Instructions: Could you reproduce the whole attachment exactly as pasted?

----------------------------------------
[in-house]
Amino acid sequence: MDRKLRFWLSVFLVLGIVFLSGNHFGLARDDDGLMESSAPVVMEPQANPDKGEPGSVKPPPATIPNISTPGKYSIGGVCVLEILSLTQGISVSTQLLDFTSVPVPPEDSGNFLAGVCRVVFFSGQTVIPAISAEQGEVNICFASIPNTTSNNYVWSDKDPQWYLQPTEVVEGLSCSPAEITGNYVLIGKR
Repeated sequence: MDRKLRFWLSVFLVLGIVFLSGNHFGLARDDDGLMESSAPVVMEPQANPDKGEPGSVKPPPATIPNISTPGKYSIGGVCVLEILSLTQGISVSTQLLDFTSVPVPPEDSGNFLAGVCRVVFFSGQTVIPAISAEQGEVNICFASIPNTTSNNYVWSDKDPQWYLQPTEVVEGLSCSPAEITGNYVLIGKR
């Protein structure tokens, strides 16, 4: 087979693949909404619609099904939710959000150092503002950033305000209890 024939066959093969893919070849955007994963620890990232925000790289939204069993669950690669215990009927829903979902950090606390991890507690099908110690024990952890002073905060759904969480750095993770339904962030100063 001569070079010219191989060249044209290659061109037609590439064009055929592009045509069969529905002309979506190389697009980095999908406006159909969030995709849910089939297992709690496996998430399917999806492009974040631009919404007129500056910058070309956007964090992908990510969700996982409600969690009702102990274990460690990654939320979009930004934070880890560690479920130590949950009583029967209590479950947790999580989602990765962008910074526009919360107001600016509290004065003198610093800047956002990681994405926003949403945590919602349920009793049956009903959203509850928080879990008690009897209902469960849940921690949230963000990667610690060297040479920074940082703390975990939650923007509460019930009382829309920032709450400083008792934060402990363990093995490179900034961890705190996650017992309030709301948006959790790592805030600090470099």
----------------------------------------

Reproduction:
[in-house]
Amino acid sequence: MDRKLRFWLSVFLVLGIVFLSGNHFGLARDDDGLMESSAPVVMEPQANPDKGEPGSVKPPPATIPNISTPGKYSIGGVCVLEILSLTQGISVSTQLLDFTSVPVPPEDSGNFLAGVCRVVFFSGQTVIPAISAEQGEVNICFASIPNTTSNNYVWSDKDPQWYLQPTEVVEGLSCSPAEITGNYVLIGKR
Repeated sequence: MDRKLRFWLSVFLVLGIVFLSGNHFGLARDDDGLMESSAPVVMEPQANPDKGEPGSVKPPPATIPNISTPGKYSIGGVCVLEILSLTQGISVSTQLLDFTSVPVPPEDSGNFLAGVCRVVFFSGQTVIPAISAEQGEVNICFASIPNTTSNNYVWSDKDPQWYLQPTEVVEGLSCSPAEITGNYVLIGKR
């Protein structure tokens, strides 16, 4: 087979693949909404619609099904939710959000150092503002950033305000209890 024939066959093969893919070849955007994963620890990232925000790289939204069993669950690669215990009927829903979902950090606390991890507690099908110690024990952890002073905060759904969480750095993770339904962030100063 001569070079010219191989060249044209290659061109037609590439064009055929592009045509069969529905002309979506190389697009980095999908406006159909969030995709849910089939297992709690496996998430399917999806492009974040631009919404007129500056910058070309956007964090992908990510969700996982409600969690009702102990274990460690990654939320979009930004934070880890560690479920130590949950009583029967209590479950947790999580989602990765962008910074526009919360107001600016509290004065003198610093800047956002990681994405926003949403945590919602349920009793049956009903959203509850928080879990008690009897209902469960849940921690949230963000990667610690060297040479920074940082703390975990939650923007509460019930009382829309920032709450400083008792934060402990363990093995490179900034961890705190996650017992309030709301948006959790790592805030600090470099």